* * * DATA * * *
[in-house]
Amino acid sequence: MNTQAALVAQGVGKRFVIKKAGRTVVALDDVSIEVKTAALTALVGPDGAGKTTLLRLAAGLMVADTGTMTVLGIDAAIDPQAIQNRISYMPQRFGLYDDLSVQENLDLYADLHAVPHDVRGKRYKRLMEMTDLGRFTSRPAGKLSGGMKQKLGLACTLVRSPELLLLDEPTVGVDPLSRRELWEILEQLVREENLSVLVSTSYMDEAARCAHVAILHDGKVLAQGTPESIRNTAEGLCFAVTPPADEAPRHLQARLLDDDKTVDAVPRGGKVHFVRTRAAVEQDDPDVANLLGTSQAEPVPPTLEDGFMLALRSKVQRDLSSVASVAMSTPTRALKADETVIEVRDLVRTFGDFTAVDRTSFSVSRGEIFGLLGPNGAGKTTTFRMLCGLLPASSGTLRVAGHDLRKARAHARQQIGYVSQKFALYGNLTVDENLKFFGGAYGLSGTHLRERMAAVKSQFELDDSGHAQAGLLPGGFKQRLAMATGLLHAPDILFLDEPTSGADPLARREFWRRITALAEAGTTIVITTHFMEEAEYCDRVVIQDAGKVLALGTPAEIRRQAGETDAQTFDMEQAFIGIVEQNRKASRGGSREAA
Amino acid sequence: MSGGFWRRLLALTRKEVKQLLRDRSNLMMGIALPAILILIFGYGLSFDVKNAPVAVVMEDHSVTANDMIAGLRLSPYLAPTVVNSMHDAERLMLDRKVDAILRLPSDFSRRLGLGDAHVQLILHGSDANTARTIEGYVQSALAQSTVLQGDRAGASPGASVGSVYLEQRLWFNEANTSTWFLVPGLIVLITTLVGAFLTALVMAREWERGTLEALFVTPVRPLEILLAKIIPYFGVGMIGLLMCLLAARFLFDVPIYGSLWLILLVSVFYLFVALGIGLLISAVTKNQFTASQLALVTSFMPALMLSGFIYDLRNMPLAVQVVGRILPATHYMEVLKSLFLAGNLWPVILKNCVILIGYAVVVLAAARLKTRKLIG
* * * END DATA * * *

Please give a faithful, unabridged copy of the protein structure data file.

[in-house]
Amino acid sequence: MNTQAALVAQGVGKRFVIKKAGRTVVALDDVSIEVKTAALTALVGPDGAGKTTLLRLAAGLMVADTGTMTVLGIDAAIDPQAIQNRISYMPQRFGLYDDLSVQENLDLYADLHAVPHDVRGKRYKRLMEMTDLGRFTSRPAGKLSGGMKQKLGLACTLVRSPELLLLDEPTVGVDPLSRRELWEILEQLVREENLSVLVSTSYMDEAARCAHVAILHDGKVLAQGTPESIRNTAEGLCFAVTPPADEAPRHLQARLLDDDKTVDAVPRGGKVHFVRTRAAVEQDDPDVANLLGTSQAEPVPPTLEDGFMLALRSKVQRDLSSVASVAMSTPTRALKADETVIEVRDLVRTFGDFTAVDRTSFSVSRGEIFGLLGPNGAGKTTTFRMLCGLLPASSGTLRVAGHDLRKARAHARQQIGYVSQKFALYGNLTVDENLKFFGGAYGLSGTHLRERMAAVKSQFELDDSGHAQAGLLPGGFKQRLAMATGLLHAPDILFLDEPTSGADPLARREFWRRITALAEAGTTIVITTHFMEEAEYCDRVVIQDAGKVLALGTPAEIRRQAGETDAQTFDMEQAFIGIVEQNRKASRGGSREAA
Amino acid sequence: MSGGFWRRLLALTRKEVKQLLRDRSNLMMGIALPAILILIFGYGLSFDVKNAPVAVVMEDHSVTANDMIAGLRLSPYLAPTVVNSMHDAERLMLDRKVDAILRLPSDFSRRLGLGDAHVQLILHGSDANTARTIEGYVQSALAQSTVLQGDRAGASPGASVGSVYLEQRLWFNEANTSTWFLVPGLIVLITTLVGAFLTALVMAREWERGTLEALFVTPVRPLEILLAKIIPYFGVGMIGLLMCLLAARFLFDVPIYGSLWLILLVSVFYLFVALGIGLLISAVTKNQFTASQLALVTSFMPALMLSGFIYDLRNMPLAVQVVGRILPATHYMEVLKSLFLAGNLWPVILKNCVILIGYAVVVLAAARLKTRKLIG